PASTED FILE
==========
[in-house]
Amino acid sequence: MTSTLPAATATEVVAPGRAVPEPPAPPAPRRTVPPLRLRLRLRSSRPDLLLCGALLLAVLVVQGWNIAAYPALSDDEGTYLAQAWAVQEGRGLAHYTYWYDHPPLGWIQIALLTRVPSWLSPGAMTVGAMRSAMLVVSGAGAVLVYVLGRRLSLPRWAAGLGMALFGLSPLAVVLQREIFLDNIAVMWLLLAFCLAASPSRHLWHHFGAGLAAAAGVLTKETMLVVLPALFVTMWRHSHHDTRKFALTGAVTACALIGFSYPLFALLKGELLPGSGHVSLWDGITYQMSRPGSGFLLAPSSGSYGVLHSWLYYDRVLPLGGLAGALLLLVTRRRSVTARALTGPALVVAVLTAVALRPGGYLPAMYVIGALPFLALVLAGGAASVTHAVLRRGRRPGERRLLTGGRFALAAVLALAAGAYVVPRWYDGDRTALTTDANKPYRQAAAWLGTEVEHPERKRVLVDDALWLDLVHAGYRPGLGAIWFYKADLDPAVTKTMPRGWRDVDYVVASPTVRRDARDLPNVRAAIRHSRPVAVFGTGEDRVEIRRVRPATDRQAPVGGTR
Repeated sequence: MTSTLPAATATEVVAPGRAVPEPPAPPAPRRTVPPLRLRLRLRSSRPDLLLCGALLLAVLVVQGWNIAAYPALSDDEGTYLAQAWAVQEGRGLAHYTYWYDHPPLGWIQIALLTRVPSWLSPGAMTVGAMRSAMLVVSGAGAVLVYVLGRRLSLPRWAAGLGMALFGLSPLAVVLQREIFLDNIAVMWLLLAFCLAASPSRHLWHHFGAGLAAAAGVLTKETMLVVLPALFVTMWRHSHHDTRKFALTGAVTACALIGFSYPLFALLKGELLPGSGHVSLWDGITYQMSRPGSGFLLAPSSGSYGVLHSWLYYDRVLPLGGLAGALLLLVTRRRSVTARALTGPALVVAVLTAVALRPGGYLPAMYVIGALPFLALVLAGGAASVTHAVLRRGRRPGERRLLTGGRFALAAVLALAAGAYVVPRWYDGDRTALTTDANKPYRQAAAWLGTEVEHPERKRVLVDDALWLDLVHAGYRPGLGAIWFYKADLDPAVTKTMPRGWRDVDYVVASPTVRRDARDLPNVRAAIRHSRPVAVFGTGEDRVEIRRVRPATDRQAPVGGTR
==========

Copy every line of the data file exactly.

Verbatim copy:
[in-house]
Amino acid sequence: MTSTLPAATATEVVAPGRAVPEPPAPPAPRRTVPPLRLRLRLRSSRPDLLLCGALLLAVLVVQGWNIAAYPALSDDEGTYLAQAWAVQEGRGLAHYTYWYDHPPLGWIQIALLTRVPSWLSPGAMTVGAMRSAMLVVSGAGAVLVYVLGRRLSLPRWAAGLGMALFGLSPLAVVLQREIFLDNIAVMWLLLAFCLAASPSRHLWHHFGAGLAAAAGVLTKETMLVVLPALFVTMWRHSHHDTRKFALTGAVTACALIGFSYPLFALLKGELLPGSGHVSLWDGITYQMSRPGSGFLLAPSSGSYGVLHSWLYYDRVLPLGGLAGALLLLVTRRRSVTARALTGPALVVAVLTAVALRPGGYLPAMYVIGALPFLALVLAGGAASVTHAVLRRGRRPGERRLLTGGRFALAAVLALAAGAYVVPRWYDGDRTALTTDANKPYRQAAAWLGTEVEHPERKRVLVDDALWLDLVHAGYRPGLGAIWFYKADLDPAVTKTMPRGWRDVDYVVASPTVRRDARDLPNVRAAIRHSRPVAVFGTGEDRVEIRRVRPATDRQAPVGGTR
Repeated sequence: MTSTLPAATATEVVAPGRAVPEPPAPPAPRRTVPPLRLRLRLRSSRPDLLLCGALLLAVLVVQGWNIAAYPALSDDEGTYLAQAWAVQEGRGLAHYTYWYDHPPLGWIQIALLTRVPSWLSPGAMTVGAMRSAMLVVSGAGAVLVYVLGRRLSLPRWAAGLGMALFGLSPLAVVLQREIFLDNIAVMWLLLAFCLAASPSRHLWHHFGAGLAAAAGVLTKETMLVVLPALFVTMWRHSHHDTRKFALTGAVTACALIGFSYPLFALLKGELLPGSGHVSLWDGITYQMSRPGSGFLLAPSSGSYGVLHSWLYYDRVLPLGGLAGALLLLVTRRRSVTARALTGPALVVAVLTAVALRPGGYLPAMYVIGALPFLALVLAGGAASVTHAVLRRGRRPGERRLLTGGRFALAAVLALAAGAYVVPRWYDGDRTALTTDANKPYRQAAAWLGTEVEHPERKRVLVDDALWLDLVHAGYRPGLGAIWFYKADLDPAVTKTMPRGWRDVDYVVASPTVRRDARDLPNVRAAIRHSRPVAVFGTGEDRVEIRRVRPATDRQAPVGGTR